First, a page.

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ARS Home » Plains Area » Manhattan, Kansas » Center for Grain and Animal Health Research » Stored Product Insect and Engineering Research » Research » Publications at this Location » Publication #343107

Research Project: Sustainable Management Strategies for Stored-Product Insects

Location: Stored Product Insect and Engineering Research

Title: Overexpression of SbMyb60 in sorghum bicolor impacts both primary and secondary metabolism

item Scully, Erin
item Gries, Tammy
item Palmer, Nathan - Nate
item Sarath, Gautam
item Funnell-Harris, Deanna
item BAIRD, LISA - University Of San Diego
item TWIGG, PAUL - University Of Nebraska
item SERAVALLI, JAVIER - University Of Nebraska
item CLEMENTE, THOMAS - University Of Nebraska
item Sattler, Scott

Submitted to: New Phytologist
Publication Type: Peer Reviewed Journal
Publication Acceptance Date: 8/23/2017
Publication Date: 9/25/2017
Publication URL:
Citation: Scully, E.D., Gries, T.L., Palmer, N.A., Sarath, G., Funnell-Harris, D.L., Baird, L., Twigg, P., Seravalli, J., Clemente, T.E., Sattler, S.E. 2017. Overexpression of SbMyb60 in sorghum bicolor impacts both primary and secondary metabolism. New Phytologist. 217(1):82-104. doi:10.1111/nph.14815.

Interpretive Summary: Sorghum is a climate resilient grass commonly grown in the United States as a forage crop and is currently being developed as a crop for biofuels production. Lignin is the major structural component of plant cell walls (biomass) and the abundance and composition of this compound determines how plant biomass can be used for production of biofuels and other natural products. Despite the importance of lignin for biomass quality, few factors have been identified in sorghum that can be used to manipulate the amount of lignin in plant cell walls for use in thermal biofuels production. Previously, the SbMyb60 gene was identified as an activator of lignin synthesis. Increasing the expression of this gene activated the biochemical pathway that synthesizes subunits of lignin, which ultimately led to higher lignin levels in sorghum biomass. In the current study, the effects of SbMyb60 on other biochemical pathways were examined in order to better understand its role in controlling lignin synthesis. The results of this study showed that SbMyb60 not only affects lignin synthesis, but that it also redirects carbon and nitrogen towards lignin production. SbMyb60 increases the synthesis of the amino acid phenylalanine and other cofactors required for lignin synthesis. Therefore, SbMyb60 affects biochemical pathways unrelated to lignin synthesis. This study increases our understanding of how plants direct resources to synthesize cell walls, which are necessary for the structure and strength of plants and influence their usability for biofuels. Our future goal is to use these results to improve biomass composition for forage and bioenergy uses in sorghum and other crops.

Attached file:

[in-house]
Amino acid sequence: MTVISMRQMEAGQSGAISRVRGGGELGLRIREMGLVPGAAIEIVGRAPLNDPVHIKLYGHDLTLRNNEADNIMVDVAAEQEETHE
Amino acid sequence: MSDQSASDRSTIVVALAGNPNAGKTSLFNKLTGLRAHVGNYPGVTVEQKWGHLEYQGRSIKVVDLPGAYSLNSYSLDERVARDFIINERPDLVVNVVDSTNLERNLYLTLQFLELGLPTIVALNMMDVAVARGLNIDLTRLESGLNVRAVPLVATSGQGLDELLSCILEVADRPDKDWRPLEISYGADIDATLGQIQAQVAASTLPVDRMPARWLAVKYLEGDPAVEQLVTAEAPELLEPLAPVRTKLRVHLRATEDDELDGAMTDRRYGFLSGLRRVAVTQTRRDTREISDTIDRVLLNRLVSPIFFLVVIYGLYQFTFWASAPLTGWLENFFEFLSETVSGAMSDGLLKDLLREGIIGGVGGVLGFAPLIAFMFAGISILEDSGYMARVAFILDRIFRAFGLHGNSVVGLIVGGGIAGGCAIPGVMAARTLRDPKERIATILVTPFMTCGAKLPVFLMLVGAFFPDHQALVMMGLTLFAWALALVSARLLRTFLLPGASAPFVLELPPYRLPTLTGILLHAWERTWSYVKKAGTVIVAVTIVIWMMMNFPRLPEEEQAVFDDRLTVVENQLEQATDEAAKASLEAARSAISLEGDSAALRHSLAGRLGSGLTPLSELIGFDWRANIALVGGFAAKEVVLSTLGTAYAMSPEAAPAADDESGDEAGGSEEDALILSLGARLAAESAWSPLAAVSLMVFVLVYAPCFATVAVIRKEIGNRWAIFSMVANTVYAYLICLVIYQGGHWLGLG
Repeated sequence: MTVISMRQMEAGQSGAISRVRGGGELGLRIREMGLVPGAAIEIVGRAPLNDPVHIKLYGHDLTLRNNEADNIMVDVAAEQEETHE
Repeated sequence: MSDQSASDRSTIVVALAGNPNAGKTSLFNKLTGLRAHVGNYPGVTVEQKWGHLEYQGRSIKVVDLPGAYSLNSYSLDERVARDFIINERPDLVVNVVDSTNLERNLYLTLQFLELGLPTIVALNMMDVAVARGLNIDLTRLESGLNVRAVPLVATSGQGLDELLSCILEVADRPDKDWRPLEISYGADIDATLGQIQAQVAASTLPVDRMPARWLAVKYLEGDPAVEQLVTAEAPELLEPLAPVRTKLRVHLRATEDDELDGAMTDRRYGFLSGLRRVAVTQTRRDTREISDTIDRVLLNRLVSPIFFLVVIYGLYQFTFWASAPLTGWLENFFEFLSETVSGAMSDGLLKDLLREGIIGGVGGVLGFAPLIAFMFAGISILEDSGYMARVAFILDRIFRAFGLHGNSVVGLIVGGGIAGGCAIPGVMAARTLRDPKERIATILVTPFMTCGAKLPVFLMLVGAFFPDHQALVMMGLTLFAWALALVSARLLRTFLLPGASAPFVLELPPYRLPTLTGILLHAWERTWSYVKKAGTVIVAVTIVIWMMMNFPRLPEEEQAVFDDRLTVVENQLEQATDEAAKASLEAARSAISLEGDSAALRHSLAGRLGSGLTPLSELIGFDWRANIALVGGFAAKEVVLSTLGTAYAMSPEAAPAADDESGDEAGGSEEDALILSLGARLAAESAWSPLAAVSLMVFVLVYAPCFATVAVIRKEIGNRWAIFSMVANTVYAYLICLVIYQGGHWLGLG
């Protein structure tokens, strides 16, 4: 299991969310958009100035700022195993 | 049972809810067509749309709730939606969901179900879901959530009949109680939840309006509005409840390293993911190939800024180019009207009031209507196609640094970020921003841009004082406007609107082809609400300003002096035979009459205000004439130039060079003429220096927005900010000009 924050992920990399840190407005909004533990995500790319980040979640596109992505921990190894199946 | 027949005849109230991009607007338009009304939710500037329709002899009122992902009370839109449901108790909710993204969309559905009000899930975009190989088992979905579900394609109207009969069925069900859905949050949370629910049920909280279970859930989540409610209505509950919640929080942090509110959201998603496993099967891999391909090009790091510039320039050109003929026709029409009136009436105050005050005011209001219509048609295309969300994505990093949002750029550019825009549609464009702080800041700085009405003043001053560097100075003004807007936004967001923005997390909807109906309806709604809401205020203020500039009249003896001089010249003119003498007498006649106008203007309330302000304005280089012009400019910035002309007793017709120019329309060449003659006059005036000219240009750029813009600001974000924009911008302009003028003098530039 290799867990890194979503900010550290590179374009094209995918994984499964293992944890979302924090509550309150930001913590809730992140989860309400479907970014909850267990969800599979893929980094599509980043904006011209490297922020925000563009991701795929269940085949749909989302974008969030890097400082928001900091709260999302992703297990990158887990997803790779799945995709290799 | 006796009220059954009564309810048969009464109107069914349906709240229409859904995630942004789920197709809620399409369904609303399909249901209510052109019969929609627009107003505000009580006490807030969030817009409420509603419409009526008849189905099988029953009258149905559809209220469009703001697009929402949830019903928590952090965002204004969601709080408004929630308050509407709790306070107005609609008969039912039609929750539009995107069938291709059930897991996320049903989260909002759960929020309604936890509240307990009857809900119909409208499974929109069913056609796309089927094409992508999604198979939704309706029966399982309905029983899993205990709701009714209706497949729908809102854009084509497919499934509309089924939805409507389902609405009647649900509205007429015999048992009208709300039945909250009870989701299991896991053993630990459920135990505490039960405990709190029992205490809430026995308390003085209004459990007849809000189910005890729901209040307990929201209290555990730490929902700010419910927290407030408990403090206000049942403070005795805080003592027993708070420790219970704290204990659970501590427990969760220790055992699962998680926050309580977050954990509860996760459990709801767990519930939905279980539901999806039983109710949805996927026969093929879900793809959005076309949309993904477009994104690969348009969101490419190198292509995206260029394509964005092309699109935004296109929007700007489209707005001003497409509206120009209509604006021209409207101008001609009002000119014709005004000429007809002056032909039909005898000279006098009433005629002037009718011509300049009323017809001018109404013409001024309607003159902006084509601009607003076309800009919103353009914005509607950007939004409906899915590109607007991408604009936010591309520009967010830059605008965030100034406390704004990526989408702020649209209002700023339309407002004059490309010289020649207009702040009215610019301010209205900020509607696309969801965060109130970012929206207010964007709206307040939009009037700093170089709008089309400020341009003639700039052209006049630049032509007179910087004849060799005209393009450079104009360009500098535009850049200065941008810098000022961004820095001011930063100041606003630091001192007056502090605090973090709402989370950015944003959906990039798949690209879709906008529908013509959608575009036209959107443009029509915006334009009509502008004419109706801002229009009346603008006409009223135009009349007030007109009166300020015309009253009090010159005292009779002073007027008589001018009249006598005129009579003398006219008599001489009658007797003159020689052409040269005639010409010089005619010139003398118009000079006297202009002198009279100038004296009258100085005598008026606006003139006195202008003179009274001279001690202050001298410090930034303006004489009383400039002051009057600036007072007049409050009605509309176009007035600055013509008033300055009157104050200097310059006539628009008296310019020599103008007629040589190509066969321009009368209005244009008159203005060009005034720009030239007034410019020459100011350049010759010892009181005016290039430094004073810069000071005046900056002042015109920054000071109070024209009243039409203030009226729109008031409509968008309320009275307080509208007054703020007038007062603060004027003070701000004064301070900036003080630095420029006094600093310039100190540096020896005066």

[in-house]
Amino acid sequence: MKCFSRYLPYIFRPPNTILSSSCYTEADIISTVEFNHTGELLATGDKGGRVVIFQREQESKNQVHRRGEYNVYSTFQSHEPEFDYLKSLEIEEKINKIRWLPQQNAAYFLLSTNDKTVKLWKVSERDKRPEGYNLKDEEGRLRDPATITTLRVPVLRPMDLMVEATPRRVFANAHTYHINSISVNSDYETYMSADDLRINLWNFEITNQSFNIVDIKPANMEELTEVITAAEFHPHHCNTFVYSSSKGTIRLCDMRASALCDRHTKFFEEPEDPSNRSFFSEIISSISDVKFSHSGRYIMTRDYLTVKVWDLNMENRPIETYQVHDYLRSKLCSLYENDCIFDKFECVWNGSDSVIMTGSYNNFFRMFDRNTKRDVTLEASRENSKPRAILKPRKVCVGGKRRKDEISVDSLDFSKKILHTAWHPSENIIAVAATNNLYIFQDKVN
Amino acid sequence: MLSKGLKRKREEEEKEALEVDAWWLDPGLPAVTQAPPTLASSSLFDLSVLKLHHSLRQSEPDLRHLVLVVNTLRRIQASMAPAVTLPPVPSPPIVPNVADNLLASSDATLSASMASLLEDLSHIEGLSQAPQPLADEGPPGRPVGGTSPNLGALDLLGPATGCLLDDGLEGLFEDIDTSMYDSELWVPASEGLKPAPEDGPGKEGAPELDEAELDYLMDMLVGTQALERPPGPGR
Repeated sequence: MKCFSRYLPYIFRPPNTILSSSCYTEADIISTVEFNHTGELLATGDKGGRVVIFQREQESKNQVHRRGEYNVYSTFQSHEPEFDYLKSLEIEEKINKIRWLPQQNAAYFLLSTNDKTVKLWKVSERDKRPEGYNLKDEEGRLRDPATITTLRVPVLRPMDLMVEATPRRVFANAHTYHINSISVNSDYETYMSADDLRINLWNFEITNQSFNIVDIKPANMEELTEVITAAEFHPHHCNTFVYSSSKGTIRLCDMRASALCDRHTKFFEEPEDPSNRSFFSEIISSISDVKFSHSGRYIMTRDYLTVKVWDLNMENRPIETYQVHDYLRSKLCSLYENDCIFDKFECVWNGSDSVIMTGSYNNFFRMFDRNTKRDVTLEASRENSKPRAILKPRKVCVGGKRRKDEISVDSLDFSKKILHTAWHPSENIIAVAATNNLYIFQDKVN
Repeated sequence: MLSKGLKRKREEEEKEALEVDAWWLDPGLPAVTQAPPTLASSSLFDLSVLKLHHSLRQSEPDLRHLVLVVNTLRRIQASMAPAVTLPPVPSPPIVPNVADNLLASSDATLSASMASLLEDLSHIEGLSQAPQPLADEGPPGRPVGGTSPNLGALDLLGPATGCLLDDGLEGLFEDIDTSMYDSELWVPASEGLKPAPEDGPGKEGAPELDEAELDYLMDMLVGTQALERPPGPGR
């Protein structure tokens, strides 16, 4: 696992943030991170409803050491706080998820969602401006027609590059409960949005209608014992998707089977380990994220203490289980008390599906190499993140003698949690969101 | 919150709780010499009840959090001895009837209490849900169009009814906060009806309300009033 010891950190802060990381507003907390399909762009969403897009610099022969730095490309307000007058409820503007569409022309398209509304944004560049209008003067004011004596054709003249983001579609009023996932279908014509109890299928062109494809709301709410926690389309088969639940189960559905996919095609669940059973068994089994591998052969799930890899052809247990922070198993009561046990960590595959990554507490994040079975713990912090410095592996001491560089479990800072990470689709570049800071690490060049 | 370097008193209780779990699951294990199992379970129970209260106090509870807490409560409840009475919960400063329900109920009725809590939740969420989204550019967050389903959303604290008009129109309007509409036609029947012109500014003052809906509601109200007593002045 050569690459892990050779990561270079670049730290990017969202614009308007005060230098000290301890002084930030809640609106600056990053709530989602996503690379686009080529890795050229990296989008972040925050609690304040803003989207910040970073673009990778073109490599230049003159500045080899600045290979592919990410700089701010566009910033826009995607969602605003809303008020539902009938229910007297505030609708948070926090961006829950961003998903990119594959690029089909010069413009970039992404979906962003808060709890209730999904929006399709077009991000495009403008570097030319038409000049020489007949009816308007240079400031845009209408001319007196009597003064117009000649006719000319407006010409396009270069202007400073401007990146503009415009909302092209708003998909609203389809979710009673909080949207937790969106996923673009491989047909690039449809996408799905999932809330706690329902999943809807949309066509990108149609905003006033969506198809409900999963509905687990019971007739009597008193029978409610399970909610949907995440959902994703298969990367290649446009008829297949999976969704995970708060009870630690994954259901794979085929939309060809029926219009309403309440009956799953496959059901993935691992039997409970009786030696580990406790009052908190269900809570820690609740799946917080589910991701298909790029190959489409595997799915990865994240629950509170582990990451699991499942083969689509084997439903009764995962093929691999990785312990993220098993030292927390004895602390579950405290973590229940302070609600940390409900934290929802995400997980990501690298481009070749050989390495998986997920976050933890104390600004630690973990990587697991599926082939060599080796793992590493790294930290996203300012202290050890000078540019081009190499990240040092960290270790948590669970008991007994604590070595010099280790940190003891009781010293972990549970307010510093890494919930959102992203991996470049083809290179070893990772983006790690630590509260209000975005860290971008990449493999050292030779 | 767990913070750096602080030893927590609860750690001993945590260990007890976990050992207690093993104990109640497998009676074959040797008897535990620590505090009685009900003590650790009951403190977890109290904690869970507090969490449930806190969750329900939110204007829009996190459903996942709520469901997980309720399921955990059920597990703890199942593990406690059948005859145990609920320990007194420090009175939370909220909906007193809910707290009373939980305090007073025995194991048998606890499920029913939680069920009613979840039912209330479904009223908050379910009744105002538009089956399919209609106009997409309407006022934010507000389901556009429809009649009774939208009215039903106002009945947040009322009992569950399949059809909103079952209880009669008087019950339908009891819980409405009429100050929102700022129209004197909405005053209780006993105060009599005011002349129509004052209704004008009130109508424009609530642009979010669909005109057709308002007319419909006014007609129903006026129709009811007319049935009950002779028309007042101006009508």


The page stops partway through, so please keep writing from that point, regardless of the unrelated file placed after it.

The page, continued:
Technical Abstract: Few transcription factors have been identified in C4 grasses that either positively or negatively regulate monolignol biosynthesis. Previously, overexpression of SbMyb60 in sorghum (Sorghum bicolor (L.) Moench) was shown to induce monolignol synthesis, which led to elevated lignin deposition and altered cell wall composition. To determine how SbMyb60 overexpression impacts other metabolic pathways, RNA-Seq and metabolite profiling were performed on stalks and leaves. 35S::SbMyb60 was associated with transcriptional activation of genes involved in aromatic amino acid, SAM, and folate biosynthetic pathways. High coexpression values between SbMyb60 and genes assigned to these pathways indicates that SbMyb60 may directly induce their expression. In addition, 35S::SbMyb60 altered the expression of genes involved in N assimilation and C metabolism, which may redirect C and N towards monolignol synthesis. Genes linked to UDP-sugar biosynthesis and cellulose synthesis were also induced, which is consistent with the observed increased cellulose deposition in the internodes of 35S::SbMyb60 plants. However, SbMyb60 had low coexpression values with these genes and is not likely a direct regulator of cell wall polysaccharide synthesis. These findings indicate that SbMyb60 can activate pathways beyond monolignol biosynthesis including pathways that synthesize substrates and cofactors required for lignin synthesis.